Welcome to Our Space

Mibbinbah Workshop Gubbi Gubbi Sunshine Coast 018d
 


Mibbinbah’s Vision

(i) Using ‘proper way’ to create safe spaces for spirit healing, empowerment, celebration and education & training. (ii) Enabling Aboriginal and Torres Strait Islander males to regain their rightful place in society, whatever that may be in any community.



Mibbinbah’s Story

Mibbinbah is Australia’s only national Indigenous male health promotion charity. It seeks to undertake a range of activities to build the capacity of Aboriginal and Torres Strait Island male groups and their communities across Australia. Mibbinbah is also known as Mibbinbah Men’s Spaces, because of its strong leadership in its advocacy of establishing culturally safe spaces for Aboriginal and Torres Strait Islander males to explore and enrich their identity, well-being and skills.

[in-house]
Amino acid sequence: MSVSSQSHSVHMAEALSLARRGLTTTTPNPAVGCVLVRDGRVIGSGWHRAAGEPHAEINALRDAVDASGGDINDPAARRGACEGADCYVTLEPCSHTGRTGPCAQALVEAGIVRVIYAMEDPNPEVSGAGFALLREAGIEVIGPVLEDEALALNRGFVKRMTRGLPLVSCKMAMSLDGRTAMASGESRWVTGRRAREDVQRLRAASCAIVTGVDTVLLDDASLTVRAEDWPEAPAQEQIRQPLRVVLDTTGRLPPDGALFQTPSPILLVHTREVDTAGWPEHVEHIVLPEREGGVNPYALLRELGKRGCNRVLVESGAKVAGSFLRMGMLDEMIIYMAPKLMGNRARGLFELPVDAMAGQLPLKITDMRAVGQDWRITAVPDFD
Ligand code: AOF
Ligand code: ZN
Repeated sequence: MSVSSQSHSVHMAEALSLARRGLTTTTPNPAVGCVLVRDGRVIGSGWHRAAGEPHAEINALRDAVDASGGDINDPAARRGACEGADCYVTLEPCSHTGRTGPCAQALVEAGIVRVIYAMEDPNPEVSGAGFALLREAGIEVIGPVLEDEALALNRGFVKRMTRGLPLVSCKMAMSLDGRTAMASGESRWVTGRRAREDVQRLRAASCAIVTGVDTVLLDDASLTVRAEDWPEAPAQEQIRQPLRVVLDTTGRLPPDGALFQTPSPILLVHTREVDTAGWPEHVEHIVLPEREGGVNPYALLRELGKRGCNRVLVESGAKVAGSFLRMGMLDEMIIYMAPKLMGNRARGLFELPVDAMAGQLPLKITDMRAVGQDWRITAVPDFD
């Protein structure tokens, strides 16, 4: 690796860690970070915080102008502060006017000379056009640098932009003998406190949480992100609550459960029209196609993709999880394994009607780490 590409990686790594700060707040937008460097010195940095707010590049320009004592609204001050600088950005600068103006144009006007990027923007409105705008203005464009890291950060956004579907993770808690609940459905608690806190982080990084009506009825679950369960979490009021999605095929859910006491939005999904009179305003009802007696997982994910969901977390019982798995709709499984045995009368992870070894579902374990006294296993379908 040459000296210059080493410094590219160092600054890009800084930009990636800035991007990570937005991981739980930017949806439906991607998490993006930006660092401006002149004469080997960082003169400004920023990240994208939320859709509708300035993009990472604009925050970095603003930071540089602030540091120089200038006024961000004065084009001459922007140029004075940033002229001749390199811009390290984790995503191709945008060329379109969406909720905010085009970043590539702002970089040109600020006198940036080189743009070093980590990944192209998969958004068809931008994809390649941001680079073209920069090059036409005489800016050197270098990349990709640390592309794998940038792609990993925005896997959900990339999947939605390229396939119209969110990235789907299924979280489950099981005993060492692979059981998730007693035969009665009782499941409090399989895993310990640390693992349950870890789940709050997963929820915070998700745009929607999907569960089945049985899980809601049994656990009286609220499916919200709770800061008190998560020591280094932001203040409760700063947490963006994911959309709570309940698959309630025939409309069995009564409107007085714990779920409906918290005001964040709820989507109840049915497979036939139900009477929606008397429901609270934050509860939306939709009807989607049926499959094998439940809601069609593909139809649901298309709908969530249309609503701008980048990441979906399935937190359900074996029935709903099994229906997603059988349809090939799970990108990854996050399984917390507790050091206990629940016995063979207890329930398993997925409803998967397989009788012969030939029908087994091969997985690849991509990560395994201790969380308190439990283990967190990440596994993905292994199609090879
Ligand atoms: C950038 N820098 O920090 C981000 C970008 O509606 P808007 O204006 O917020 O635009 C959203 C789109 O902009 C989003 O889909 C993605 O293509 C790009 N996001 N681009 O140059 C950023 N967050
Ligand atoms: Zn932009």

Mibbinbah maintains links with a national network of over 600 Indigenous males and community groups across Australia. It seeks to celebrate the great diversity of culture and language represented by Aboriginal and Torres Strait Islander communities. Since 2007, Mibbinbah has coordinated a national program of events for males from these communities, including an annual men’s camp. Please explore the site to learn more about Mibbinbah’s camps and other community activities.

Mibbinbah began as a unique participatory action research project. It built on the work of Aboriginal and Torres Strait Islander leaders Dr Mick Adams and Professor Mark Wenitong and their insights into improving men’s health and well-being through strengthening connection to culture, identity and family. The Mob are grateful for the support they have had from the previous Social Justice Commissioners, Tom Calma and Mick Gooda (the latter is pictured below).

Mibbinbah Finding Pathways Camp/Beyondblue

Mibbinbah is headed by Jack Bulman (CEO), a Muthi Muthi man from South Western NSW. Jack, who holds a Bachelor of Health Sciences degree, is currently enrolling in a Master of Public Health course. He collaborates closely with his research partner, Dr Rick Hayes, a senior lecturer at La Trobe University in Melbourne. Together they have several peer-reviewed publications that explore what it means to be working with Aboriginal and Torres Strait Islander males to enrich culture, develop skills and strengthen pride in identity.